Choose the Right Shoes

While your little princess looks precious in her sparkly heels as she poses for pictures in her costume in your front yard, it’s pretty much guaranteed that once you’re a couple blocks from home, she’ll be sitting on the sidewalk crying that her feet hurt. Sneakers are the best footwear for trick-or-treating, because they provide the best traction for walking around in the dark. Open-toed shoes are an invitation for stubbed toes, and uncomfortable shoes will inevitably end in children begging for piggy back rides.

Stay Safe by Staying Visible

Carry a flashlight to make your party easily visible to cars that are driving by. A flashlight is also helpful to see what’s ahead of you when it’s particularly dark. Always make sure you walk on the sidewalk (when available) and walk facing traffic; never run across lawns or driveways, because there could be tons of things you might trip on that you can’t see easily. Only trick-or-treat at houses that are lit up—if a house doesn’t want to be visited by trick-or-treaters, they turn their lights out. You can also use reflective tape, glowsticks, or light-up shoes to make your children easy-to-see in the dark.

Skip the Mask

Masks often become more hassle than they’re worth when you’re trick-or-treating. They make it hard to see or breathe, and usually wind up thrown in the child’s candy bag. Try compromising with non-toxic face paint instead. When using face paint, make sure you test a small area first to avoid skin rashes and irritation.

Check All Candy

Never let your children eat anything that’s been homemade by someone you don’t know. Go through your child’s goodies and discard anything that hasn’t been factory-wrapped.

Stranger Danger

Homemade or unwrapped treats aren’t the only things you shouldn’t accept from strangers. Stress the importance of never accepting rides from strangers to your children. Additionally, never enter a stranger’s home unless you’re with an adult who you trust. Children should always trick-or-treat in groups with trusted adults.

If you need a safe, dependable ride this Halloween, be sure to call All Island Transportation,Long Island’s first choice for local transportation! Call us anytime at (516) 742-2222!

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October 20, 2014
276
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October 16, 2014
286
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October 14, 2014
265

This summer, social media was taken by storm as videos of people from all over the world dumping buckets of ice water flooded our Facebook newsfeeds. Initially, many were confused about the tremendous influx of people performing a seemingly ridiculous stunt, but word spread quickly to explain the purpose of the videos: creating awareness and raising funds for research to cure ALS.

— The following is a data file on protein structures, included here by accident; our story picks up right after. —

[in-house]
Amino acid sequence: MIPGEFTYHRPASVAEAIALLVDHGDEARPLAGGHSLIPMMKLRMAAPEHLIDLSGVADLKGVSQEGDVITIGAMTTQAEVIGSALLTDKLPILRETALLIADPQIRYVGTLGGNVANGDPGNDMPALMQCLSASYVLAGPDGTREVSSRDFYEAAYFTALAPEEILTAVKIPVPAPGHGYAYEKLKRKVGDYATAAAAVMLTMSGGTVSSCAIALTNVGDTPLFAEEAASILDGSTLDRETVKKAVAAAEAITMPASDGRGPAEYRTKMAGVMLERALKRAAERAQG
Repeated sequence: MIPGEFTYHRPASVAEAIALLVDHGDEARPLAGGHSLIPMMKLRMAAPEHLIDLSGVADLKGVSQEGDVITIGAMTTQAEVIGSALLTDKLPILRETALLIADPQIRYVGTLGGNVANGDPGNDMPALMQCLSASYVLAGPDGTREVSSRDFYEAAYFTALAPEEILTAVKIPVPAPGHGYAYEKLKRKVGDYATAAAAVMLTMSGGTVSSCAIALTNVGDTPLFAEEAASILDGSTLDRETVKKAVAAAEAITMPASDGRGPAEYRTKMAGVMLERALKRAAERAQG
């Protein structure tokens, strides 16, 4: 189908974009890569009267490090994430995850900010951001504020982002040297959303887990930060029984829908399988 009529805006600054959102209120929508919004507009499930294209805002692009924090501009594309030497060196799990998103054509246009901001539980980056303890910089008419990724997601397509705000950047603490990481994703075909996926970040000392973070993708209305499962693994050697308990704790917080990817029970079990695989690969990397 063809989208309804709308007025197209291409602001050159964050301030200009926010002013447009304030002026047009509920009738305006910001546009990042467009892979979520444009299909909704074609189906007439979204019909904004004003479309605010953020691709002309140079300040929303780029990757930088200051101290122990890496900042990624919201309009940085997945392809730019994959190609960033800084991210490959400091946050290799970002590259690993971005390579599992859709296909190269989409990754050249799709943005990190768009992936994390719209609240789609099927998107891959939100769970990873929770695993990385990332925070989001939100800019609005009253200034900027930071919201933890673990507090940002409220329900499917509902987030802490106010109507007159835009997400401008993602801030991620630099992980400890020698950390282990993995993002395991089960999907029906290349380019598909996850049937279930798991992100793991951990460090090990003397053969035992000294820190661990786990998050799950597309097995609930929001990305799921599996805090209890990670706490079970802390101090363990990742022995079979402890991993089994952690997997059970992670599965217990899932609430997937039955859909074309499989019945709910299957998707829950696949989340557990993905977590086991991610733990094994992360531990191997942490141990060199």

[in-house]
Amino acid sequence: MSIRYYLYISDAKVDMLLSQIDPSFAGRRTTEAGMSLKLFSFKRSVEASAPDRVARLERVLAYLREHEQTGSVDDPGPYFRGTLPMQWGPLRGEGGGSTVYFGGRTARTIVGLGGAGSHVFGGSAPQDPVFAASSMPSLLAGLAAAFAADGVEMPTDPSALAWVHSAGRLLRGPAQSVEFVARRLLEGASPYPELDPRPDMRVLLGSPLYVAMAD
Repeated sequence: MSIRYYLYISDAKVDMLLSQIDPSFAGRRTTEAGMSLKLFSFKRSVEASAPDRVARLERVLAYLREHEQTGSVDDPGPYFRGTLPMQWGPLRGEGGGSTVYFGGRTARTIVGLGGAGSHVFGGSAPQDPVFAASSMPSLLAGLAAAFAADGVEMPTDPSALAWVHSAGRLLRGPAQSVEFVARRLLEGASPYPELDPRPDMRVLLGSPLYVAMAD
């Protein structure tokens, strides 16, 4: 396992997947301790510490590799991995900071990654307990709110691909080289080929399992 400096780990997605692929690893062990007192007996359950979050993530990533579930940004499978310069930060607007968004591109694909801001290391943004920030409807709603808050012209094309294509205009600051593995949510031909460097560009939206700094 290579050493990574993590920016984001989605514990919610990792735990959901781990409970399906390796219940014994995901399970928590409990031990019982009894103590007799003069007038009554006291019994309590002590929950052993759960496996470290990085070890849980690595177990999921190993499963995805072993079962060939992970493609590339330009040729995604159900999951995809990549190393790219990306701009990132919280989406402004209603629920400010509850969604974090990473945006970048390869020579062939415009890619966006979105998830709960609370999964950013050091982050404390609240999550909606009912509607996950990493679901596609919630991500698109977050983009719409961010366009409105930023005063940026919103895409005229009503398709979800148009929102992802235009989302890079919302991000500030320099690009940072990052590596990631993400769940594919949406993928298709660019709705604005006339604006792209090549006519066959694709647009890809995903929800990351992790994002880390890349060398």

ALS, or amyotrophic lateral sclerosis (also called Lou Gehrig’s disease), is a horribly debilitating neurodegenerative disorder, one that many were unfamiliar with prior to the ALS ice bucket challenge. From children and families to politicians and celebrities, it seemed as though everyone joined forces to participate in a worldwide fundraiser to help find a cure for a terrible disease that takes far too many lives every year.

After the ALS Ice Bucket Challenge went viral on social media, The New York Times reported that from July 29 to August 21, the ALS Association received $41.8 million in donations, which is more than twice the amount it received during all of 2013 ($19.4 million).

The team at All Island Transportation didn’t want to let the ALS Ice Bucket Challenge pass us by, so we spent two months putting our plans into action to host a big event last Thursday at our Bellmore headquarters on Pettit Avenue.

Owner Larry Blessinger, along with his assistant and Director of Operations, Steve Dash, kicked off the event by having freezing cold, ice water dumped over their heads. But we didn’t just stop at dousing the guys at the top—Larry sent out a company-wide announcement to notify all drivers that any of them who volunteered to also participate would be allowed to keep all the money they made that day. He gave drivers two hours to head back to HQ (since many were out in the field when the announcement was made), and ultimately lined 12 All Island Transportation drivers up to get drenched to support the cause

All Island Transportation is proud to have participated in such a worthy cause, and we hope that donations we’ve contributed to the ALS Foundation will help the researchers who are hard at work to find a cure.

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October 9, 2014
240